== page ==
Thursday, September 9, 2010


"What the hell is the Center for Action and Contemplation?"
This was the most popluar responce I received whenever I mentioned where I was interning this autumn.

I have been here for three weeks, and I am still puzzling over the same question.
However I can give you this blanket statement: The CAC promotes meditation, intentional community, environmental awareness and social justice.

What I do know is that I was running out of air to breath in the suburbs. I was drawn to the desert, because I wanted to approach something real, something raw, something that would expose me -- something unhidden from the sunlight.

I am encountering a diverse people, with diverse worldviews, but I am also encountering living things and life.


The clicking of beads, chickens clucking, chimes clinking, the stone fountain burbling, deep breathing and silence.

Within the white walls of the tiny Aids Memorial chapel in South Valley we take off our shoes, acknowledge the sacrament placed in a round ceramic jar in the center of the room, and sit.

Sometimes, it feels like I am being punished. Sometimes, it feels like a gift.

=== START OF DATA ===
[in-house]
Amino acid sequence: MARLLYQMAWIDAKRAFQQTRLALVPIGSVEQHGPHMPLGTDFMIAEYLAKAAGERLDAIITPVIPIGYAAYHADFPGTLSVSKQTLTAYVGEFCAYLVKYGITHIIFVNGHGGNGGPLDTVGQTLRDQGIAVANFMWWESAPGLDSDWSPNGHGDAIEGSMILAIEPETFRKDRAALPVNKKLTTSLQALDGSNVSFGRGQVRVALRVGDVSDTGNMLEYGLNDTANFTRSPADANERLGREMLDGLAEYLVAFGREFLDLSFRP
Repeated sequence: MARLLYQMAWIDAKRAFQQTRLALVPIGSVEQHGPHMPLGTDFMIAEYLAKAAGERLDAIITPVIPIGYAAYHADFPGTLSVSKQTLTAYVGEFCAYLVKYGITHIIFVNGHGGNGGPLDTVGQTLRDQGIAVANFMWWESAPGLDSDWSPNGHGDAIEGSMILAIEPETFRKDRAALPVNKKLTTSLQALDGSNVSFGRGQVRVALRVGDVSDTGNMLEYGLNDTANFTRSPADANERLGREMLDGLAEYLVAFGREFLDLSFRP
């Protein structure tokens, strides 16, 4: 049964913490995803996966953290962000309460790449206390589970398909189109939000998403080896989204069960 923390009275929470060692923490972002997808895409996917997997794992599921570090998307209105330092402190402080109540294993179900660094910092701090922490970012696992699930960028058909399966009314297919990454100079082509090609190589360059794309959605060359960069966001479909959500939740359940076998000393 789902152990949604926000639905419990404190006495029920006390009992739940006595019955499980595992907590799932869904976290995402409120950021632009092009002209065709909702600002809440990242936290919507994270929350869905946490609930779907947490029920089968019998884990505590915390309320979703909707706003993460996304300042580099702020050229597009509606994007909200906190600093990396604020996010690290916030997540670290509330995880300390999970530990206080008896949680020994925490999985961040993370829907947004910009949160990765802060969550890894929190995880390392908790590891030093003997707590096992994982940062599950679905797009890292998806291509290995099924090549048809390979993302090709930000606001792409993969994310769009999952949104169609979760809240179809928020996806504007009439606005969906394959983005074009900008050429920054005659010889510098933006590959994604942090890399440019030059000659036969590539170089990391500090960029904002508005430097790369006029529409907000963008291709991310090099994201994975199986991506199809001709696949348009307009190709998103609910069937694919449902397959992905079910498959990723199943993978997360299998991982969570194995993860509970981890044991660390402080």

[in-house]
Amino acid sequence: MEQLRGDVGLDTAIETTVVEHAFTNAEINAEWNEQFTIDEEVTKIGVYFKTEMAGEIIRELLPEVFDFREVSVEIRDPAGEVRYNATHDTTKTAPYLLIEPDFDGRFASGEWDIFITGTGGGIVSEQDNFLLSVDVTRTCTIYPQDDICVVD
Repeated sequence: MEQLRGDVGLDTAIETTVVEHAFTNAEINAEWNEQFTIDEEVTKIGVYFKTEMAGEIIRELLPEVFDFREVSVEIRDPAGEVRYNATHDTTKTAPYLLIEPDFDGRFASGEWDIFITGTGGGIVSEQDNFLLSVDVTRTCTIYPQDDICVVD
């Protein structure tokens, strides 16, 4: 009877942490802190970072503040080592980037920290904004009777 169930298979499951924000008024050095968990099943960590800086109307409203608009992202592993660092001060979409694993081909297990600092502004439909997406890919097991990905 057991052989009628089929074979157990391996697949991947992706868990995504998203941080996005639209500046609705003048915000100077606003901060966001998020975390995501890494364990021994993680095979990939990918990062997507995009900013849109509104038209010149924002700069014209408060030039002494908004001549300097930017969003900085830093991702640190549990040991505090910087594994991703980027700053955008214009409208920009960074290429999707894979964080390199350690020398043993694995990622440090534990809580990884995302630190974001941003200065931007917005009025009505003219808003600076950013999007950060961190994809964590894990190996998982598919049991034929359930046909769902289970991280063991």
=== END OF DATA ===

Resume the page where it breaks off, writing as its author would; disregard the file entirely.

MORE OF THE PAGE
Russian sage and Mexican Hat Flowers grow by the doorway. In the backyard there are gardens: tomatoes, rosemary, basil, greens, peppers, marigolds. Mexican sunflowers grow tall and tangle by the vegetable beds. There is a stone labyrinth, a peace pole, a hermitage.

Dogs run freely down the street of Five Points Road: Pitt Bulls, Chiahuahua, black mutts. The neighbor's hens wander anxiously through our property. I wake up to the rooster's crow. Stray cats cry to be fed. Occasionally, peacocks strut through the yard, or perch on the neighbor's roof.

I hang my clothes on the line to dry, but carefully around the cactus.

On the way to the center, I walk on the side of the road, on sand, stones, and colorful broken glass. I walk past our neighbor's Llamas. The white Llama with the black spots wears a red mask on his face, flies buzz around his head while he sits in the dirt, detached and defeated.

In the valley, three inactive volcanos can be seen to the West, and the Sandia Mountains to the East.

I thought the desert would be bare, and the silence devastingly empty, but there is more life and light here than I thought. On the adobe houses people hang ceramic suns, and their mouths are always open, smiling.